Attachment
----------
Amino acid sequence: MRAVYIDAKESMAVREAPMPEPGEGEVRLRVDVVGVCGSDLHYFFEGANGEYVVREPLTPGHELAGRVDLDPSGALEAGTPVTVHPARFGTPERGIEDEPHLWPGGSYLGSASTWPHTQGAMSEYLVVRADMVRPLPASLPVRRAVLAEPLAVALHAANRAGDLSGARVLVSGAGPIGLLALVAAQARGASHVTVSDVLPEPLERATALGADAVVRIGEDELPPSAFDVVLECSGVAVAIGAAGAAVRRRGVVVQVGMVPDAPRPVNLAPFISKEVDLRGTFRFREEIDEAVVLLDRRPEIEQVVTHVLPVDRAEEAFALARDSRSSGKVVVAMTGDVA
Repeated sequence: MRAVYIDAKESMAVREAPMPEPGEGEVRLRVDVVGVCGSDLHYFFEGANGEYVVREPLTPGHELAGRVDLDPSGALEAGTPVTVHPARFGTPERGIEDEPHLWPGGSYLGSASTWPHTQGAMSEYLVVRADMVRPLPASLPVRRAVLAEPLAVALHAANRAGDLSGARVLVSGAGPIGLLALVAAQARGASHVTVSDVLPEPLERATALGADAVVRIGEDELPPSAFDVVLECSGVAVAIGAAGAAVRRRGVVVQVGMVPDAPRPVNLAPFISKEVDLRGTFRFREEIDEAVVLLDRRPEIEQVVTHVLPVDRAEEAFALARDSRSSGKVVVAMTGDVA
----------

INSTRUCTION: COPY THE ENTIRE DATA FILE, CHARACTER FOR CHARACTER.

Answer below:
Amino acid sequence: MRAVYIDAKESMAVREAPMPEPGEGEVRLRVDVVGVCGSDLHYFFEGANGEYVVREPLTPGHELAGRVDLDPSGALEAGTPVTVHPARFGTPERGIEDEPHLWPGGSYLGSASTWPHTQGAMSEYLVVRADMVRPLPASLPVRRAVLAEPLAVALHAANRAGDLSGARVLVSGAGPIGLLALVAAQARGASHVTVSDVLPEPLERATALGADAVVRIGEDELPPSAFDVVLECSGVAVAIGAAGAAVRRRGVVVQVGMVPDAPRPVNLAPFISKEVDLRGTFRFREEIDEAVVLLDRRPEIEQVVTHVLPVDRAEEAFALARDSRSSGKVVVAMTGDVA
Repeated sequence: MRAVYIDAKESMAVREAPMPEPGEGEVRLRVDVVGVCGSDLHYFFEGANGEYVVREPLTPGHELAGRVDLDPSGALEAGTPVTVHPARFGTPERGIEDEPHLWPGGSYLGSASTWPHTQGAMSEYLVVRADMVRPLPASLPVRRAVLAEPLAVALHAANRAGDLSGARVLVSGAGPIGLLALVAAQARGASHVTVSDVLPEPLERATALGADAVVRIGEDELPPSAFDVVLECSGVAVAIGAAGAAVRRRGVVVQVGMVPDAPRPVNLAPFISKEVDLRGTFRFREEIDEAVVLLDRRPEIEQVVTHVLPVDRAEEAFALARDSRSSGKVVVAMTGDVA